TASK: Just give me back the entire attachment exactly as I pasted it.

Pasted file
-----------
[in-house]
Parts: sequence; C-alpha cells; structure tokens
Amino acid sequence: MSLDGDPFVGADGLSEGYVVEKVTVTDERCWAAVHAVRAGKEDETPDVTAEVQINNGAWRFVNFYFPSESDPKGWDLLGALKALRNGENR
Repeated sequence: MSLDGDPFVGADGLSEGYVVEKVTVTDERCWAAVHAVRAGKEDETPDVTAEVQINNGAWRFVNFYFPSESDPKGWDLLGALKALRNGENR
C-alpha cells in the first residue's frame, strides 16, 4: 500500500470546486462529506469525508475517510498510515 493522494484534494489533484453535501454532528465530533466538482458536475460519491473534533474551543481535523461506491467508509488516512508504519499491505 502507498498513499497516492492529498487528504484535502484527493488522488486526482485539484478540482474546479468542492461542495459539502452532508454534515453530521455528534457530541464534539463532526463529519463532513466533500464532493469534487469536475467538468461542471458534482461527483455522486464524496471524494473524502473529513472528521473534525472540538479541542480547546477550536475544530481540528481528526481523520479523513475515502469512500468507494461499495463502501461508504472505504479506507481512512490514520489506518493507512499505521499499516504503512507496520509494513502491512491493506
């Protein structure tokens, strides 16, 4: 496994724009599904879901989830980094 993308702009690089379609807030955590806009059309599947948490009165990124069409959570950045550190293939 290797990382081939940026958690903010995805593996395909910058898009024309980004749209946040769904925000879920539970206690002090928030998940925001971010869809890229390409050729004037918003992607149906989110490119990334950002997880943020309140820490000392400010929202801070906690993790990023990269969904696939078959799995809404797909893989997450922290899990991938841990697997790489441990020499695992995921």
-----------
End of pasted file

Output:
[in-house]
Parts: sequence; C-alpha cells; structure tokens
Amino acid sequence: MSLDGDPFVGADGLSEGYVVEKVTVTDERCWAAVHAVRAGKEDETPDVTAEVQINNGAWRFVNFYFPSESDPKGWDLLGALKALRNGENR
Repeated sequence: MSLDGDPFVGADGLSEGYVVEKVTVTDERCWAAVHAVRAGKEDETPDVTAEVQINNGAWRFVNFYFPSESDPKGWDLLGALKALRNGENR
C-alpha cells in the first residue's frame, strides 16, 4: 500500500470546486462529506469525508475517510498510515 493522494484534494489533484453535501454532528465530533466538482458536475460519491473534533474551543481535523461506491467508509488516512508504519499491505 502507498498513499497516492492529498487528504484535502484527493488522488486526482485539484478540482474546479468542492461542495459539502452532508454534515453530521455528534457530541464534539463532526463529519463532513466533500464532493469534487469536475467538468461542471458534482461527483455522486464524496471524494473524502473529513472528521473534525472540538479541542480547546477550536475544530481540528481528526481523520479523513475515502469512500468507494461499495463502501461508504472505504479506507481512512490514520489506518493507512499505521499499516504503512507496520509494513502491512491493506
């Protein structure tokens, strides 16, 4: 496994724009599904879901989830980094 993308702009690089379609807030955590806009059309599947948490009165990124069409959570950045550190293939 290797990382081939940026958690903010995805593996395909910058898009024309980004749209946040769904925000879920539970206690002090928030998940925001971010869809890229390409050729004037918003992607149906989110490119990334950002997880943020309140820490000392400010929202801070906690993790990023990269969904696939078959799995809404797909893989997450922290899990991938841990697997790489441990020499695992995921």